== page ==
Thursday, September 10, 2015
Ratings for Congress’ overall performance have dipped, but voters are a bit more positive about their local representatives.
The latest Rasmussen Reports national telephone survey finds that just nine percent (9%) of Likely U.S. Voters think Congress is doing a good or excellent job overall, while 63% rate the current Congress poorly. (To see survey question wording, click here.)
Those are the worst ratings since the arrival of the new Republican-led Congress in January. Positive reviews for Congress at that time inched up to double digits for the first time in over two years and hit a recent high of 16% in February. The percentage of voters giving the legislators poor marks dropped into the 50s earlier this year after generally running in the 60s and 70s since mid-2011.
Just 26% of voters think their own representative is the best possible person for the job. That’s up only slightly from 24% last December but is the highest finding since March 2011. A plurality (44%) continues to think their representative isn’t the best possible person for the job, but a sizable 30% are not sure.
One-in-three voters (33%) now think their representative in Congress deserves reelection. That's also not too impressive, but it's up seven points from the previous survey and also the highest finding in two years. Forty-two percent (42%) say their representative does not merit being reelected, and 26% are undecided.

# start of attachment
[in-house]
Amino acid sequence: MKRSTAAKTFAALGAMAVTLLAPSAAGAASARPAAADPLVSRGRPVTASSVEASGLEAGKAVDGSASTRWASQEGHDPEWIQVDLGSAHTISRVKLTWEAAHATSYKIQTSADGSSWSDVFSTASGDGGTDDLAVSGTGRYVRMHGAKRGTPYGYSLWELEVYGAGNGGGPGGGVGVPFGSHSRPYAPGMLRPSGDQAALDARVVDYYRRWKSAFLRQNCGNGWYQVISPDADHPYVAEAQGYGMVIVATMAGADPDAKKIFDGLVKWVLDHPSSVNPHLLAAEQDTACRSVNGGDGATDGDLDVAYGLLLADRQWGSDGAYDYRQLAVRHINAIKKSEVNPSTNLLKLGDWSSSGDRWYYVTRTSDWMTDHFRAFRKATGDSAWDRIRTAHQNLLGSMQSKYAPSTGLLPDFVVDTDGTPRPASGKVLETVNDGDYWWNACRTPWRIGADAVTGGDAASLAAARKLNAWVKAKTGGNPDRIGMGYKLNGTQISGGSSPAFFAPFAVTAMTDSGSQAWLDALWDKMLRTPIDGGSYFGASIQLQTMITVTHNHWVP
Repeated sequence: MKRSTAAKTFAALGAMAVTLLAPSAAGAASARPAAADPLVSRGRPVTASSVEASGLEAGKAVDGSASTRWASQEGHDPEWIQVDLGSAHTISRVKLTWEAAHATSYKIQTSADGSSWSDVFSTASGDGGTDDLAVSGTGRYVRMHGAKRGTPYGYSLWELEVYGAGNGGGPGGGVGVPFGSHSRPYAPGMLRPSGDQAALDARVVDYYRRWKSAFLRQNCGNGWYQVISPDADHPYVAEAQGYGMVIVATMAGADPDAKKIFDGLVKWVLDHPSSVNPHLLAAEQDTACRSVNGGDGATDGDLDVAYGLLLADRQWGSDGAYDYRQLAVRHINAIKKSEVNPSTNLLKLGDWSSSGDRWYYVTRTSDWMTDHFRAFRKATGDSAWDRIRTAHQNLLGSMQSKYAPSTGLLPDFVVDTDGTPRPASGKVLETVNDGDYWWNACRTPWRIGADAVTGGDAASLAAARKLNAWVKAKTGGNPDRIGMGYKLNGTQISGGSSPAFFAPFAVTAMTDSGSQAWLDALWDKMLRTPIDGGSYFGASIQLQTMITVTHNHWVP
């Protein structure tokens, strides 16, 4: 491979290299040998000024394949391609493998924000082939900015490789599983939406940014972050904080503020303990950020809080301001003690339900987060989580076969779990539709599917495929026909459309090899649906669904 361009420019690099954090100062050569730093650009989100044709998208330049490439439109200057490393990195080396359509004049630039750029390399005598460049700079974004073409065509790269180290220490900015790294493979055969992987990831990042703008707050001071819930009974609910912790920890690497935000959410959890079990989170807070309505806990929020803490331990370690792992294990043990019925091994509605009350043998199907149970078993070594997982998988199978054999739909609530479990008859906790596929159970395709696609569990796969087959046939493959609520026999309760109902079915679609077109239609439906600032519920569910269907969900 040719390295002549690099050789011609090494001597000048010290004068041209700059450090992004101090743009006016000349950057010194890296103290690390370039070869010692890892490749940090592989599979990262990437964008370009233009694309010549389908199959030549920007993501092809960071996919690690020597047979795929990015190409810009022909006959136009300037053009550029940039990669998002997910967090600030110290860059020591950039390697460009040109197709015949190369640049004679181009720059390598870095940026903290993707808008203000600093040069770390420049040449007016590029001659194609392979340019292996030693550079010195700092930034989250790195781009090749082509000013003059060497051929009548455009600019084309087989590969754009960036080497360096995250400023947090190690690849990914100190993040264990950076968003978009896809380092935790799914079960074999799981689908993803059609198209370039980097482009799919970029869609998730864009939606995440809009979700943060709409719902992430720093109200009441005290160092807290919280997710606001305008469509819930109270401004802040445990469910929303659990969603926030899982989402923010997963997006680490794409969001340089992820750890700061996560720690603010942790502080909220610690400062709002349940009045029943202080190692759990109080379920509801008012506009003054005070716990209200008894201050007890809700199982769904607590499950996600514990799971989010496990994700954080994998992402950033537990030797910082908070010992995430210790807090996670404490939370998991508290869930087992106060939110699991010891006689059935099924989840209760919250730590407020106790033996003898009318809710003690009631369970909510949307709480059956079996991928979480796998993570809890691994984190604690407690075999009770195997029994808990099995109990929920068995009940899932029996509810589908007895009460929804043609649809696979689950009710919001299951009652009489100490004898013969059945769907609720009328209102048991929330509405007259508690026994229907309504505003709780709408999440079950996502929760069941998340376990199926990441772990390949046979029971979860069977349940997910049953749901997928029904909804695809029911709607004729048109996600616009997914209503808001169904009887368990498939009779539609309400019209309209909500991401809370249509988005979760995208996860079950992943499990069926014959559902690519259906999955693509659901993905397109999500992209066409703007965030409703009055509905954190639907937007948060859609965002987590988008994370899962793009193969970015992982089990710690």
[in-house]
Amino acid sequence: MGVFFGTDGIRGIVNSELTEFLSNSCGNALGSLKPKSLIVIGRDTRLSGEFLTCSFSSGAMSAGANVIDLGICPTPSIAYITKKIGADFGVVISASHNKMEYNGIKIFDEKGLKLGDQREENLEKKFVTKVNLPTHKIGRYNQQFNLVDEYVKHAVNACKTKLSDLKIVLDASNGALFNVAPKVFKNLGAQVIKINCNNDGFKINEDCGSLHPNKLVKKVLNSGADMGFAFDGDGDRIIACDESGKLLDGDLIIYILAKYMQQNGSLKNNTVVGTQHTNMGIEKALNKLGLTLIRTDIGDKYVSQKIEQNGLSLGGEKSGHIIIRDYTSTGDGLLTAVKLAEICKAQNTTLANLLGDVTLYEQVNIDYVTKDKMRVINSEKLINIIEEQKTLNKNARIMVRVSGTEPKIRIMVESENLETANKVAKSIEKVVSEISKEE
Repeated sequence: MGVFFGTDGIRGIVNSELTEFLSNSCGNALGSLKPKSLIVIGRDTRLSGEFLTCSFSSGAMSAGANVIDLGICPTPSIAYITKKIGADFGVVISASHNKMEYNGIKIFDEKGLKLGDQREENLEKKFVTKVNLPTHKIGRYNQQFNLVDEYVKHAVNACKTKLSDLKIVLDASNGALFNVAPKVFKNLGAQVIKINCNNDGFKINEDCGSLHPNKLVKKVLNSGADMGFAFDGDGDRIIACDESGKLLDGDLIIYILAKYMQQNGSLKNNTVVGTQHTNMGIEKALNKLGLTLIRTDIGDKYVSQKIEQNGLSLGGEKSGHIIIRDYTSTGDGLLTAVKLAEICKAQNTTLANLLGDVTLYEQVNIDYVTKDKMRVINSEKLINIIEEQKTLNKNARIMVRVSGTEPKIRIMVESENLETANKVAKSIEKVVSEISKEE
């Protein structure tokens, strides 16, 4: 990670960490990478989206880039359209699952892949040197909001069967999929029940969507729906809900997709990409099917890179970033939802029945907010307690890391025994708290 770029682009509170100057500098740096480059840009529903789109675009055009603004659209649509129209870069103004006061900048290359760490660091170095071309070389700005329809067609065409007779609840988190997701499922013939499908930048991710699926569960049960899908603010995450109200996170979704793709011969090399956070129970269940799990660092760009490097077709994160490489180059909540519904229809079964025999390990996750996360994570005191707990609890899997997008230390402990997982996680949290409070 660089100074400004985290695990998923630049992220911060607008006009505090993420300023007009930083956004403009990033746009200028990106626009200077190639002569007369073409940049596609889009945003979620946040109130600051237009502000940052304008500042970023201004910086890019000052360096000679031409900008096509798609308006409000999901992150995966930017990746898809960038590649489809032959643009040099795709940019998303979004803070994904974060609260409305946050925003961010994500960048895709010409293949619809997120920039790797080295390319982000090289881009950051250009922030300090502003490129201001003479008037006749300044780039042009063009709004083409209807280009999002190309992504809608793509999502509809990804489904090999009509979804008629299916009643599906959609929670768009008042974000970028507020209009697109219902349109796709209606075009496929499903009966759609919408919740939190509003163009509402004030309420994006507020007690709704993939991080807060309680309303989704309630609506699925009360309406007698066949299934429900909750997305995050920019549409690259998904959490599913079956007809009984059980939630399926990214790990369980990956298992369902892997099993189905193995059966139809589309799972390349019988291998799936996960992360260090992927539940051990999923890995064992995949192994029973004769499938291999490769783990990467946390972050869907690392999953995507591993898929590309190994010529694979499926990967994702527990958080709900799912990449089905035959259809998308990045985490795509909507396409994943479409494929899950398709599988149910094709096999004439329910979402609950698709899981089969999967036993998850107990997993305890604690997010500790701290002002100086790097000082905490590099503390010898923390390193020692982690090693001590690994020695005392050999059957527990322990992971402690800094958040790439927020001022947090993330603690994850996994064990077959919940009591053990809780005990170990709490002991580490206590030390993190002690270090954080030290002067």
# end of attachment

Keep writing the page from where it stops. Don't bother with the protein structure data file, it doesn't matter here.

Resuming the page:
While just 18% think most congressmen care what their constituents think, 31% say that of their own representative. That’s the highest level of confidence voters have shown in their own representatives in nearly three years of regular tracking. Still, nearly half (47%) say their representative doesn’t care what they think, but that compares to 68% who say that of most members of Congress.
The survey of 1,000 Likely Voters was conducted on September 8-9, 2015 by Rasmussen Reports. The margin of sampling error is +/- 3 percentage points with a 95% level of confidence. Field work for all Rasmussen Reports surveys is conducted by Pulse Opinion Research, LLC. See methodology.
Only 14%of voters think members of Congress almost always get reelected because they do a good job representing their constituents, while 65% think it’s because the election rules are rigged to benefit incumbents. Just 31% of voters think their local congressional representative agrees with them ideologically.
Sixteen percent (16%) of Democrats give positive ratings to Congress’ performance, compared to just nine percent (9%) of Republicans and three percent (3%) of voters not affiliated with either party.
Republicans and Democrats are more likely than unaffiliated voters to believe their own representative deserves reelection and that he or she cares what constituents think.
Voters under 40 are less critical of Congress compared to their elders.
Among voters who give Congress poor marks for its overall performance, 27% still think their own representative deserves reelection, but 50% disagree.
Fifty-nine percent (59%) of all voters think most members of Congress are willing to sell their vote for either cash or a campaign contribution, and 56% think it’s likely their own representative has already done so.
Just over half (51%) still believe it is more important for Congress to pass good legislation as opposed to preventing bad legislation from becoming law.
Most voters still think Congress needs to approve any deal with Iran before it goes into effect, but only 32% want their congressional representatives to approve the plan the administration has negotiated.
President Obama and Congress don’t agree on much, but just 22% of voters think that's due mostly to honest differences of opinion. Seventy percent (70%) believe instead that the opposition is mostly due to partisan politics
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